Mets Double Headers: Super Tuesday and Super Saturday
The Mets had their share of postponements and suspended games in 2013 as weather wreaked havoc with them during the first few months of the season. It led to a plethora of makeup games on what were initially scheduled days off and also four double headers.
The Mets were snowed out due to blizzard conditions in Colorado on Monday April 15. The teams would squeeze two games in the following day that saw the Mets lose both ends of a record cold double header with an 8-4 loss in game one, followed by a 9-8 ten-inning loss in the nightcap. All of this took place after the Mets were snowed out on Sunday in Minnesota before they flew into Denver.
Their next double header would be very different and will forever be known in Mets circles as Super Tuesday – and a super Tuesday it was. On a bright and sunny day in Atlanta, he Mets caught the first glimpse of their top pitching prospect Zack Wheeler, but not before Matt Harvey got things started by striking out 13 and taking a no-hitter into the seventh inning as the Mets went onto beat the Braves 4-3. Wheeler would make his memorable major league debut in the second game, tossing six scoreless innings while striking out seven and picking up his first career win.
The Mets would go onto split their next two double headers, one with the Nationals and the other against the Marlins. So all in all, they finished the year by going 4-4 in their twin-bills.
The first time the Mets ever swept a double header came in their infancy on May 12, 1962 in the once fabled Polo Grounds. That sweep also came against the Braves although back then they played in Milwaukee. And while that double header sweep came on a Saturday, that day was pretty super too.
Landrith’s two-run homer was of the pinch-hit variety as the Mets won the first game 3-2, but not until a long delay as the Braves contended that baserunner Rod Kanehl failed to touch third base. In the end, the umpires ruled that Kanehl clipped the inside corner of the base and the Mets prevailed – game one was in the books.
The second game, an 8-7 victory, would be a little less controversial. Hodges, who had come in as a pinch-hitter earlier in the game, singled and stayed in to replace Marv Throneberry, homered on the first offering he saw from reliever Hank Fischer and the Polo Grounds faithful were rewarded with a pair of wins from their Lovable Losers.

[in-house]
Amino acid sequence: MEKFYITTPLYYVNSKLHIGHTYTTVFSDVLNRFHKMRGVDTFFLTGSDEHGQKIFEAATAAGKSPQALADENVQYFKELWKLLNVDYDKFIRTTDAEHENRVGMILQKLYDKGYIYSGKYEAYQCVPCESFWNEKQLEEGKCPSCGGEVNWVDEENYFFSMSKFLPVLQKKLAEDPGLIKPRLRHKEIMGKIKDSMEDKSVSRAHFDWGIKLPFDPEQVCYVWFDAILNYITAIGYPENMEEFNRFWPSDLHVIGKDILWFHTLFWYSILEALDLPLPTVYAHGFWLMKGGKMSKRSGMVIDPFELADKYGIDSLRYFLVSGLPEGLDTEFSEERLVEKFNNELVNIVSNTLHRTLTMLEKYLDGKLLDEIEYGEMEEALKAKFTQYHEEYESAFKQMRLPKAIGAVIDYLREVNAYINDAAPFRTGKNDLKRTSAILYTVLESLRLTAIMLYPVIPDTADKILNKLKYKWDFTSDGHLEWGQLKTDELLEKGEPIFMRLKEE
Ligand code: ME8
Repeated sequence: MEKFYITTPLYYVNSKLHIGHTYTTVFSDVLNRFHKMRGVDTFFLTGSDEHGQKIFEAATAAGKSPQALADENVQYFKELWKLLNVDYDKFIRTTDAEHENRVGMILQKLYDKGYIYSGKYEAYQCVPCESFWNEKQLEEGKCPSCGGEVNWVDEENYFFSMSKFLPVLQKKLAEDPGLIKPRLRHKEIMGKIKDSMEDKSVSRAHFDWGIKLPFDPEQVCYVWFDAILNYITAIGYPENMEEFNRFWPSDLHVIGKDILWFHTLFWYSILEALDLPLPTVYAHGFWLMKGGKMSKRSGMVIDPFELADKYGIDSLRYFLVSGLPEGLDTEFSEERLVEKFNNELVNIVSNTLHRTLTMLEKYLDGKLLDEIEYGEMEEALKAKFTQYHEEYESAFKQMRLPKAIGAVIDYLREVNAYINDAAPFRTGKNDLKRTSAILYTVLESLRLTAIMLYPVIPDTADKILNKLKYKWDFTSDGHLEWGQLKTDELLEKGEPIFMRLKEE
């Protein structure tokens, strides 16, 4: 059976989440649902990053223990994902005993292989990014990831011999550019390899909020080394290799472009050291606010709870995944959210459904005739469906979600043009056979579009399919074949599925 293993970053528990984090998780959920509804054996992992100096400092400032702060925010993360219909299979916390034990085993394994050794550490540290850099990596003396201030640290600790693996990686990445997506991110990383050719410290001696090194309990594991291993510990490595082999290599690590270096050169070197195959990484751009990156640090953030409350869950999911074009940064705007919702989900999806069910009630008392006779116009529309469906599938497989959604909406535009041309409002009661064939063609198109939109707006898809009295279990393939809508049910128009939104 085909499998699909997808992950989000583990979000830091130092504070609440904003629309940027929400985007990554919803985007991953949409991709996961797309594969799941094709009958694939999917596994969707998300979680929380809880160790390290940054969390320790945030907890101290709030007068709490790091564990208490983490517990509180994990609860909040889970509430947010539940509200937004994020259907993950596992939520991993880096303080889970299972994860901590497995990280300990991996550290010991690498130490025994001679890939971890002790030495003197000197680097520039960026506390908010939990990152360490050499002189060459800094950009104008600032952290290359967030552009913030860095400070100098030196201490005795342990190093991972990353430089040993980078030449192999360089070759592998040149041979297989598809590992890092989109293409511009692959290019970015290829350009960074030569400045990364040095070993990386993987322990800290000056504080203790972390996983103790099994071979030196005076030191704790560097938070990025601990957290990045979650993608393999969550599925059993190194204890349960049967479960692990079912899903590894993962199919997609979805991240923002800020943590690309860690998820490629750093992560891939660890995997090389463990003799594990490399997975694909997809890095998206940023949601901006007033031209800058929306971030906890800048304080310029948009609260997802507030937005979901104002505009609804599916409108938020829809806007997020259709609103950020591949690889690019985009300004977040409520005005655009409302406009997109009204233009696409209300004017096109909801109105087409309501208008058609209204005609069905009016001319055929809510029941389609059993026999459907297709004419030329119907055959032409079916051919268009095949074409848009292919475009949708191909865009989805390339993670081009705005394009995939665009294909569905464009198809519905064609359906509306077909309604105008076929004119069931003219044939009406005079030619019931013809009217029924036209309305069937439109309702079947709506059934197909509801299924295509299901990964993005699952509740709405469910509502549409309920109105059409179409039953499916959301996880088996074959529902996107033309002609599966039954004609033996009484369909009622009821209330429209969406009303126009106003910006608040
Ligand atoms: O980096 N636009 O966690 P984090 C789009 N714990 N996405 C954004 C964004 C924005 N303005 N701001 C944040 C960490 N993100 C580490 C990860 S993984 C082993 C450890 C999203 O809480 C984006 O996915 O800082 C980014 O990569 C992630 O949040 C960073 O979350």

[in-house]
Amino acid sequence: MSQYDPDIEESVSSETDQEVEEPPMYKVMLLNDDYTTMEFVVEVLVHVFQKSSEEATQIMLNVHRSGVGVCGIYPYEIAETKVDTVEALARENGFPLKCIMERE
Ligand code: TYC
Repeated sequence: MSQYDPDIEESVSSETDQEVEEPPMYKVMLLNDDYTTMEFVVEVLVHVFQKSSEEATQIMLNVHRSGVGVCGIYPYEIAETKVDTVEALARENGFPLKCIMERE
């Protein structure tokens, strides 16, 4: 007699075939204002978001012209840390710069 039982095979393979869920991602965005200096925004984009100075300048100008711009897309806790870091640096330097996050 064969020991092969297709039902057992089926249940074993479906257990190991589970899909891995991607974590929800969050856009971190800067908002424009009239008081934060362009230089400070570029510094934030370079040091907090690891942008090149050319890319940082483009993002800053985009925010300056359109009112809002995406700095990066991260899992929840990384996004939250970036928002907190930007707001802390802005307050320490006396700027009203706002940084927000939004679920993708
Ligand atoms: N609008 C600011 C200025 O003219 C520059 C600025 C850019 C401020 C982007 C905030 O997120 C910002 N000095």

A couple of notables from that day…
The Mets beat Hall of Famer Warren Spahn in the first game. Spahn would become the Mets’ pitching coach years later after a brilliant career that saw him compile 363 wins. He also tossed two no-hitters and his 14 All Star Game appearances were the most ever by any player in the 20th century. One of the games greatest southpaws in the history of the game, even inspired a famous poem dedicated to him and his teammate, righthander Johnny Sain who was considered the ace of the Braves rotation.
Spahn and Sain and Pray for Rain
First we’ll use Spahn, then we’ll use Sain.
Then an off day, followed by rain
Back will come Spahn, followed by Sain
And followed, we hope, by two days of rain.
The winning pitcher in both games was righthander Craig Anderson who was 3-17 with four saves for the Mets that season, making 50 appearances including 14 starts. Seven appearances and three losses later, the 25-year old was released and never to be heard of again. He ended his Mets career with a 3-20 record, a 5.56 ERA, and a 1.67 WHIP.
Anderson went onto lose his next 19 decisions after those two double-header wins. He’s also the answer to an old Mets trivia question as he was the losing pitcher in the last baseball game ever played at the Polo Grounds as the Philadelphia Phillies behind pitcher Chris Short beat the Mets 5-1.
Hobie Landrith is the answer to another trivia question for being the first pick of the Mets in the 1961 expansion draft. It was after Landrith’s selection that then manager Casey Stengel said, “You gotta have a catcher or you’re going to have a lot of passed balls.’’
You probably knew that, but did you know that when the Mets gave Landrith a $75,000 contract that year, infuriated, he returned his initial contract to team president George Weiss, complaining that it was a $3,000 pay cut. But the Mets GM sent that same contract back to Landrith three more times before the catcher finally gave up and accepted the contract.
His debut was not a memorable one as Mets’ Opening Day catcher in 1962, went 0-for-4, made an error and allowed three stolen bases.
Oh yeah, then there’s that guy Gil Hodges, but I’ll save his story for another day…
About the Author: Joe DeCaro
I'm a lifelong Mets fan who loves writing and talking about the Amazins' 24/7. From the Miracle in 1969 to the magic of 1986, and even the near misses in '73 and '00, I've experienced it all - the highs and the lows. I started Mets Merized Online in 2005 to feed my addiction. Follow me on Twitter @metsmerized.
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